April 25, 2017


In prayer we call on God “who is able to do immeasurably more than all we ask or imagine.” Ephesians 3:20

 

READ: Galatians 6:1–10 

Let us not become weary in doing good, for at the proper time we will reap a harvest if we do not give up. Galatians 6:9

 

Bob Foster, my mentor and friend for more than fifty years, never gave up on me. His unchanging friendship and encouragement, even during my darkest times, helped carry me through.

We often find ourselves determined to reach out and help someone we know who is in great need. But when we fail to see improvement right away, our resolve can weaken and we may eventually give up. We discover that what we hoped would be an immediate change has become an ongoing process.

The apostle Paul urges us to be patient in helping one another through the stumbles and struggles of life. When he writes, “Carry each other’s burdens” and so “fulfill the law of Christ” (Gal. 6:2), he is comparing our task to the work, time, and waiting it takes for a farmer to see a harvest.   

How long should we keep praying and reaching out to those we love? “Let us not become weary in doing good, for at the proper time we will reap a harvest if we do not give up”  (v. 9). How many times should we reach out? “As we have opportunity, let us do good to all people, especially to those who belong to the family of believers” (v. 10).

The Lord encourages us today to trust Him, to remain faithful to others, to keep on praying, and to not give up!

— David McCasland

Father in heaven, we ask for hope and perseverance to continue reaching out to others.

Source: Our Daily Bread

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ODB: The Small Things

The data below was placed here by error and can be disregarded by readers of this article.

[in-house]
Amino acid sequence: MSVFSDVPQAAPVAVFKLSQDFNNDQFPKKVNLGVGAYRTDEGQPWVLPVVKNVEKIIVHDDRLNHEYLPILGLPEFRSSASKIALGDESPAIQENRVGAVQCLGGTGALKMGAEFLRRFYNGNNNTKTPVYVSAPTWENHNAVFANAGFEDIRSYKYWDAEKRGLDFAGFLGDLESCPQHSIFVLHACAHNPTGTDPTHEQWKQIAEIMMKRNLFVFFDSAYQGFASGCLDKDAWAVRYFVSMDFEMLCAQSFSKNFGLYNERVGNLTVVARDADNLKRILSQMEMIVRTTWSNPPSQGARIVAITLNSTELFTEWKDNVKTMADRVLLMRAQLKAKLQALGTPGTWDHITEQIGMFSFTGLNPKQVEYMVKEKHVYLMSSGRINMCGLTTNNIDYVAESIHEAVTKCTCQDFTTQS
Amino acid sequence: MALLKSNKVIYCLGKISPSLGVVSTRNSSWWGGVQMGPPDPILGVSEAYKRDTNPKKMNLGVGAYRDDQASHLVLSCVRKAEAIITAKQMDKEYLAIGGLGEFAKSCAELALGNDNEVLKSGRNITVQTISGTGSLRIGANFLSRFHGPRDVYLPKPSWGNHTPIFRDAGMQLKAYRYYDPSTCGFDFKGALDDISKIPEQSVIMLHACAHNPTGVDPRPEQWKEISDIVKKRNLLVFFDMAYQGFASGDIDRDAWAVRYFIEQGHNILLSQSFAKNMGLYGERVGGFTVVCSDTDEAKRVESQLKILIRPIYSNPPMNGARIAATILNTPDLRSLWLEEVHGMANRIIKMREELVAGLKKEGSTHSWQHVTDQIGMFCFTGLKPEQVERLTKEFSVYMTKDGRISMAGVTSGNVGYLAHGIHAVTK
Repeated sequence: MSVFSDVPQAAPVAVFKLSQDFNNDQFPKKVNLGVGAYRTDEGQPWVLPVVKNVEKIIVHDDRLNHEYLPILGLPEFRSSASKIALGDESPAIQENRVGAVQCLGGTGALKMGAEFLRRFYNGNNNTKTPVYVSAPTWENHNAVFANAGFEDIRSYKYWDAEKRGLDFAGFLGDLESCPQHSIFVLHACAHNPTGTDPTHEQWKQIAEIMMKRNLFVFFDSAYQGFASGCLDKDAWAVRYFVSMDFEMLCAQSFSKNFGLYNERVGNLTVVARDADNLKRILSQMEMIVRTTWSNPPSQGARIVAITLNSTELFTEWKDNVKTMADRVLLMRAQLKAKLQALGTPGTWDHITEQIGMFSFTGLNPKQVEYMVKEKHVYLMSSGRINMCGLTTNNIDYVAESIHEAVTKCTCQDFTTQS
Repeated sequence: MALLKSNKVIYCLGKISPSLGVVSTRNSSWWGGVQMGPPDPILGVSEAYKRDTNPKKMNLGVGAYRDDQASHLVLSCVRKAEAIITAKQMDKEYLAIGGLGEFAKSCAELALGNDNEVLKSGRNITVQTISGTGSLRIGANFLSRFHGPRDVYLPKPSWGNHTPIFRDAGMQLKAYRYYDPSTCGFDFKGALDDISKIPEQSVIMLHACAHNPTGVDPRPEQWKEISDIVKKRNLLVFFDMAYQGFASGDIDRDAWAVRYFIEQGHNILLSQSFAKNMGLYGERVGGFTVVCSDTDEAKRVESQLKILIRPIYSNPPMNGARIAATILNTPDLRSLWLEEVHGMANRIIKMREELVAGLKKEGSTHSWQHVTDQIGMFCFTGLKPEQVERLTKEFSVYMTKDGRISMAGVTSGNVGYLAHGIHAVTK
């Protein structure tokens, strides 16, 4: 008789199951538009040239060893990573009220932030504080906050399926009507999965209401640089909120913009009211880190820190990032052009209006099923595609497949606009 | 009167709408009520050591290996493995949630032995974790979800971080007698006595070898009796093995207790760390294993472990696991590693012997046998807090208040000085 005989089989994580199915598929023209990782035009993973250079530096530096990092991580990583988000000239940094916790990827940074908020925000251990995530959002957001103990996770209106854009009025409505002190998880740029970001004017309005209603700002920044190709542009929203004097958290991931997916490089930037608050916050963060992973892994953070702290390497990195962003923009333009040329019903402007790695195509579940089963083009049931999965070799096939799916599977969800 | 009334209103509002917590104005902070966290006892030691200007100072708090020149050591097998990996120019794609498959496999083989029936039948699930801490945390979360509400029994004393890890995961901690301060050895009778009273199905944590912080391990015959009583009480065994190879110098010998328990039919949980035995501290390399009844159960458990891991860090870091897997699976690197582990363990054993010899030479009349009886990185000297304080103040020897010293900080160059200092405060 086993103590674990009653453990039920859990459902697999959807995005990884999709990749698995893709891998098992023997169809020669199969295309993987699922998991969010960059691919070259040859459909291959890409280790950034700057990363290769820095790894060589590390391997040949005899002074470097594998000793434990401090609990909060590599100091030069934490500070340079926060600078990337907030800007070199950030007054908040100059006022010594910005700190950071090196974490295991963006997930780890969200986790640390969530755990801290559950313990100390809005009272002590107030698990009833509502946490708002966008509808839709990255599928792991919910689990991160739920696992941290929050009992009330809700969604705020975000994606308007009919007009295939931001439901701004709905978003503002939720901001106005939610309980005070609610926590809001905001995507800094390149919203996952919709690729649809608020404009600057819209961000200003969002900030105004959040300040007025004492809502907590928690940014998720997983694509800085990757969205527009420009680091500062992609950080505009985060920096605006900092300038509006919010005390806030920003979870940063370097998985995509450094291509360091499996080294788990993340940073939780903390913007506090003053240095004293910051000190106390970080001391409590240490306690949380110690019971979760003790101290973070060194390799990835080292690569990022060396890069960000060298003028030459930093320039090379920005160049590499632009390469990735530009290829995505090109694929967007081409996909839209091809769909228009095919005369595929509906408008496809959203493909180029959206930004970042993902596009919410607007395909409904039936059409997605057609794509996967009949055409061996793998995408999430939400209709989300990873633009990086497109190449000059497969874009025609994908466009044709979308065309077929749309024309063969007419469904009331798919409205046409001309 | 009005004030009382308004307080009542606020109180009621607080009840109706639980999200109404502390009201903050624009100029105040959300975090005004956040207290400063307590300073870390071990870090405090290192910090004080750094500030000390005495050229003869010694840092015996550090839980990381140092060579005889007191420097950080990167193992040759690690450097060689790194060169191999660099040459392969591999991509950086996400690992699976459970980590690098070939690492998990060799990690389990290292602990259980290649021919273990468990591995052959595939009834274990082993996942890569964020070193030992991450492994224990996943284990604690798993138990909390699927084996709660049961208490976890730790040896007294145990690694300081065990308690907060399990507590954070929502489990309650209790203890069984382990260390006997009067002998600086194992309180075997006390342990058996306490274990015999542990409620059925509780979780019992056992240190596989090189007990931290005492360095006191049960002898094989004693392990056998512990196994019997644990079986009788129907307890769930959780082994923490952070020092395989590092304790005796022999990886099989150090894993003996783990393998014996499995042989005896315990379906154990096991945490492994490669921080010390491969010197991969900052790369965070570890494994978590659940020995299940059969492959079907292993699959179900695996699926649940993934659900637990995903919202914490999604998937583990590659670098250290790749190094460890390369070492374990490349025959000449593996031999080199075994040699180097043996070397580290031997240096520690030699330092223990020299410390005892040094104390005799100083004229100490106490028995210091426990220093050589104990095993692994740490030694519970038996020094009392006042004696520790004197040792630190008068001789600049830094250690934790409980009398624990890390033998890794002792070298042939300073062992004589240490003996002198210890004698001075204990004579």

April 24, 2017


Praise to God comes naturally when you count your blessings.

 

READ: Psalm 116:1–9 

Every good and perfect gift is from above. James 1:17

 

My friend Gloria called with excitement in her voice. She had not been able to leave her home except for doctors’ appointments. So I understood why she was so happy to tell me, “My son just attached new speakers to my computer, so now I can go to my church!” Now she could hear the live broadcast of her church’s worship service. She raved about God’s goodness and the “best gift my son could have given me!”

Gloria teaches me about having a thankful heart. Despite her many limitations, she’s thankful for the smallest of things—sunsets, helpful family and neighbors, quiet moments with God, the ability to remain in her own apartment. She’s had a lifetime of seeing God provide for her, and she talks about Him to anyone who visits or calls.

We don’t know what difficulties the author of Psalm 116 was encountering. Some Bible commentaries say it was probably sickness because he said, “the cords of death entangled me” (v. 3). But he gave thanks to the Lord for being gracious and full of compassion when he was “brought low” (vv. 5–6).

When we’re low, it can be hard to look up. Yet if we do, we see that God is the giver of all good gifts in our life—great and small—and we learn to give Him thanks.

— Anne Cetas

What shall I render to the Lord for all his benefits to me? . . . I will offer to you the sacrifice of thanksgiving (Ps. 116:12, 17 esv).

Source: Our Daily Bread